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   Technology StocksDraftKings, Inc. / Online Gambling

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From: Glenn Petersen9/21/2021 10:34:02 AM
   of 247
DraftKings makes $20 billion offer for UK sports betting company Entain, sources say

Hannah Miao @HANNAHMIAO_

-- DraftKings is making a $20 billion offer to acquire U.K. online sports betting company Entain, people familiar with the matter told CNBC’s David Faber.

-- On Monday, before news of the deal, the enterprise value of Entain was about 13.2 billion pounds, or $18 billion.

-- Entain rejected an all-stock offer from MGM Resorts earlier this year worth $11 billion at the time.

Omar Marques | LightRocket | Getty Images

DraftKings is making a $20 billion offer to acquire U.K. online sports betting company Entain, people familiar with the matter told CNBC’s David Faber on Tuesday.

The offer is largely in DraftKings stock, along with cash, according to the sources.

Entain shares jumped more than 15% in London trading after the news.

On Monday, before news of the deal, the enterprise value of Entain was about 13.2 billion pounds, or $18 billion.

The U.K. gaming company rejected an all-stock offer from MGM Resorts earlier this year worth $11 billion at the time. Entain said the deal significantly undervalued the company.

MGM and Entain maintain an online sports betting partnership in the U.S. called BetMGM.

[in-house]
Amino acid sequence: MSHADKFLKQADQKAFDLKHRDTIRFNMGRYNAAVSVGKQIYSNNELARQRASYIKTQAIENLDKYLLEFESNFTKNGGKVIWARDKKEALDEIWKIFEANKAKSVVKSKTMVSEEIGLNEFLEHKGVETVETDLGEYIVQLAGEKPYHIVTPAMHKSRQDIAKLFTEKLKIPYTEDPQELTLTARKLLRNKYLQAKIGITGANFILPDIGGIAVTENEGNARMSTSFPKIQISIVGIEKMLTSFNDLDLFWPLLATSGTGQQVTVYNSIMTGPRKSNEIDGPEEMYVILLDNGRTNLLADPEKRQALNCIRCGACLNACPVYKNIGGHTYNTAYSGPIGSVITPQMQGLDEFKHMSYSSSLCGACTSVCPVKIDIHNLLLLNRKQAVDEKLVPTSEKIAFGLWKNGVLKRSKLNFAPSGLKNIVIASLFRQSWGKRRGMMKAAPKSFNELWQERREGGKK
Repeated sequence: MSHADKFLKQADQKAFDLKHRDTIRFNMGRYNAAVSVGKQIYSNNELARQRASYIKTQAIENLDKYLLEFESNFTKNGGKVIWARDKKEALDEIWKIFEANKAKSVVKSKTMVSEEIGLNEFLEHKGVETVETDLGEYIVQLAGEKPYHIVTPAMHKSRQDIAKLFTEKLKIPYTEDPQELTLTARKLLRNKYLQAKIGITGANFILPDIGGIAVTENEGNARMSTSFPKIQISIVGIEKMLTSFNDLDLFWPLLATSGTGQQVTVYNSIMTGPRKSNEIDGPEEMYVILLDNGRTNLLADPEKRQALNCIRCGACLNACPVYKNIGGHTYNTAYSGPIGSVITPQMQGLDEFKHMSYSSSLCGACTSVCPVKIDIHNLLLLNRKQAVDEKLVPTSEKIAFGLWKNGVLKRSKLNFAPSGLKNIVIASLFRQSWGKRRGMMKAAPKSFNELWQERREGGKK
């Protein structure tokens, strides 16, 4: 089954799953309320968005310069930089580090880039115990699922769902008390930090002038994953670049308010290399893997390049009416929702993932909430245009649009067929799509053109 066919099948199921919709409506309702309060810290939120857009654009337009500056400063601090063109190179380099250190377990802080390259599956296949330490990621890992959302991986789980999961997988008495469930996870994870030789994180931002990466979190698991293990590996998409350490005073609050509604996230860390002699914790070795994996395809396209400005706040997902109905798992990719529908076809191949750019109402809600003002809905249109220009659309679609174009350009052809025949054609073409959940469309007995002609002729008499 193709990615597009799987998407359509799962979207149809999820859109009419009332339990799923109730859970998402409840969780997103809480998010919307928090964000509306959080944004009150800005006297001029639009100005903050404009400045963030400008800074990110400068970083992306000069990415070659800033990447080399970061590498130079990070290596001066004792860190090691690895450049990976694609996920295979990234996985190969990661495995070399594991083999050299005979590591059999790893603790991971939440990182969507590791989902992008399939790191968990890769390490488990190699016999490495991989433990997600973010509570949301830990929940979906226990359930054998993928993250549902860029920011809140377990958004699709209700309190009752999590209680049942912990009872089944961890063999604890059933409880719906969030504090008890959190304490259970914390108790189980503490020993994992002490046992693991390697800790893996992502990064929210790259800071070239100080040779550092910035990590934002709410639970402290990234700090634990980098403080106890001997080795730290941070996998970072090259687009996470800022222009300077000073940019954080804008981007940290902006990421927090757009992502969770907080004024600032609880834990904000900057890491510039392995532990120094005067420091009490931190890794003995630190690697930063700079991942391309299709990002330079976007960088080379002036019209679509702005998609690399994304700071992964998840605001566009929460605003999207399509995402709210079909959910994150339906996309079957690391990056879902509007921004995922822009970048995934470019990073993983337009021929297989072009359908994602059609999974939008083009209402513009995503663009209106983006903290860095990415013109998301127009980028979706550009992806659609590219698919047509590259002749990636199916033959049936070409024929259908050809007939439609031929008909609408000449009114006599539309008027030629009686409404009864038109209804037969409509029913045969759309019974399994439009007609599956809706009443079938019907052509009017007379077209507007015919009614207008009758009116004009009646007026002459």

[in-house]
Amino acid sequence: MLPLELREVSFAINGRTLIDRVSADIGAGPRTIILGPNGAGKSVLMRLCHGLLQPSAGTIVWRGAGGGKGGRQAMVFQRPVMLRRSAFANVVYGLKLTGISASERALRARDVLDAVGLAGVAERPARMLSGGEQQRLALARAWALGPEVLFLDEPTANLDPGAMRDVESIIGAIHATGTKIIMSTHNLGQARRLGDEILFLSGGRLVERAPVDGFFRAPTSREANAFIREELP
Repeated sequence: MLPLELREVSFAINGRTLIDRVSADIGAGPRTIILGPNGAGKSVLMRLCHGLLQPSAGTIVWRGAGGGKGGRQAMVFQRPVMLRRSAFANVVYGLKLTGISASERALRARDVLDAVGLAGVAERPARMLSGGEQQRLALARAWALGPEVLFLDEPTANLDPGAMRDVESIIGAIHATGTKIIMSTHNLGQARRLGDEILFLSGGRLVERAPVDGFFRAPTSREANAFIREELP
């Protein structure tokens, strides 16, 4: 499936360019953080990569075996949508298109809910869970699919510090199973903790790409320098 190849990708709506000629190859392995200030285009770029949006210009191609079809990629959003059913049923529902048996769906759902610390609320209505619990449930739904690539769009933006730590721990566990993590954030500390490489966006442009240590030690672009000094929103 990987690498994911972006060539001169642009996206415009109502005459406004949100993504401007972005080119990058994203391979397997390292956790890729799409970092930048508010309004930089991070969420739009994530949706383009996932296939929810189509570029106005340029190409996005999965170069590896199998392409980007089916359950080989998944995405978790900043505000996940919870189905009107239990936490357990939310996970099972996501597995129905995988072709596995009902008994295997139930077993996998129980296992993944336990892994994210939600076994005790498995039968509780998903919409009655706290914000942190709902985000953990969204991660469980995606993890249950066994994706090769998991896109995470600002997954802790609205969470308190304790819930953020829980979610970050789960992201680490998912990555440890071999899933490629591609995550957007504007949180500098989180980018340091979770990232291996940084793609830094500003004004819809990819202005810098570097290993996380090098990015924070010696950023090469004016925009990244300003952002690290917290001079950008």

DraftKings and Entain spokespeople have not returned CNBC’s requests for comment.

Entain’s brands include U.K. poker and gambling companies Coral, Ladbrokes and PartyPoker.

DraftKings went public via a reverse merger with a special-purpose acquisition company in 2020. The online gaming giant operates fantasy sports contests and sports betting.

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To: Glenn Petersen who wrote (228)9/21/2021 11:32:36 AM
From: Glenn Petersen
   of 247
More analysis:


Posted on September 21, 2021
by Brad Allen
Legal Sports Report

This is a developing story and will be updated.

DraftKings has proposed a $20 billion takeover of Entain, the UK company confirmed Tuesday.

The bid was first reported by CNBC’s David Faber.

Entain said it had indeed received a “proposal” from DraftKings, to acquire it for cash and stock.

However it said there was “no certainty” a formal offer would be made.

“A further announcement will be made as and when appropriate,” Entain said in a statement. “Shareholders are urged to take no action at this time.”